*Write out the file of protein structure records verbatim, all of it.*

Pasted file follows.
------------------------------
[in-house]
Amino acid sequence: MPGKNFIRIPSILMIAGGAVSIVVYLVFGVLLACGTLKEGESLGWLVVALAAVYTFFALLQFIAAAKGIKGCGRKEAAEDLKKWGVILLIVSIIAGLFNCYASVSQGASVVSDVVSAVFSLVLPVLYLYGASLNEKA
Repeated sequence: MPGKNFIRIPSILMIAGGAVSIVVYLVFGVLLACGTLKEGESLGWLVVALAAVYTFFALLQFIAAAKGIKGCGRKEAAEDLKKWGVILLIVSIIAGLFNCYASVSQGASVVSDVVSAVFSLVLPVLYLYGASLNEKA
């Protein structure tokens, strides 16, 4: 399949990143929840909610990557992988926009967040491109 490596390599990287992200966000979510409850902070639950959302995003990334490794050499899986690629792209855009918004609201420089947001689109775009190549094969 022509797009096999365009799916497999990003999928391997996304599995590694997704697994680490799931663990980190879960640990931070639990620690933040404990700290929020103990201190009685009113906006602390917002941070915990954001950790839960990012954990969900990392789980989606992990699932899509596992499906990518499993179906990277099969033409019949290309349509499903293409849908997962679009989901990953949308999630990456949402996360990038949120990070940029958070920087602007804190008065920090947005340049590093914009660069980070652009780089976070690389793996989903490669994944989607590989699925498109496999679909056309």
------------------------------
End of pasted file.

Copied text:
[in-house]
Amino acid sequence: MPGKNFIRIPSILMIAGGAVSIVVYLVFGVLLACGTLKEGESLGWLVVALAAVYTFFALLQFIAAAKGIKGCGRKEAAEDLKKWGVILLIVSIIAGLFNCYASVSQGASVVSDVVSAVFSLVLPVLYLYGASLNEKA
Repeated sequence: MPGKNFIRIPSILMIAGGAVSIVVYLVFGVLLACGTLKEGESLGWLVVALAAVYTFFALLQFIAAAKGIKGCGRKEAAEDLKKWGVILLIVSIIAGLFNCYASVSQGASVVSDVVSAVFSLVLPVLYLYGASLNEKA
């Protein structure tokens, strides 16, 4: 399949990143929840909610990557992988926009967040491109 490596390599990287992200966000979510409850902070639950959302995003990334490794050499899986690629792209855009918004609201420089947001689109775009190549094969 022509797009096999365009799916497999990003999928391997996304599995590694997704697994680490799931663990980190879960640990931070639990620690933040404990700290929020103990201190009685009113906006602390917002941070915990954001950790839960990012954990969900990392789980989606992990699932899509596992499906990518499993179906990277099969033409019949290309349509499903293409849908997962679009989901990953949308999630990456949402996360990038949120990070940029958070920087602007804190008065920090947005340049590093914009660069980070652009780089976070690389793996989903490669994944989607590989699925498109496999679909056309």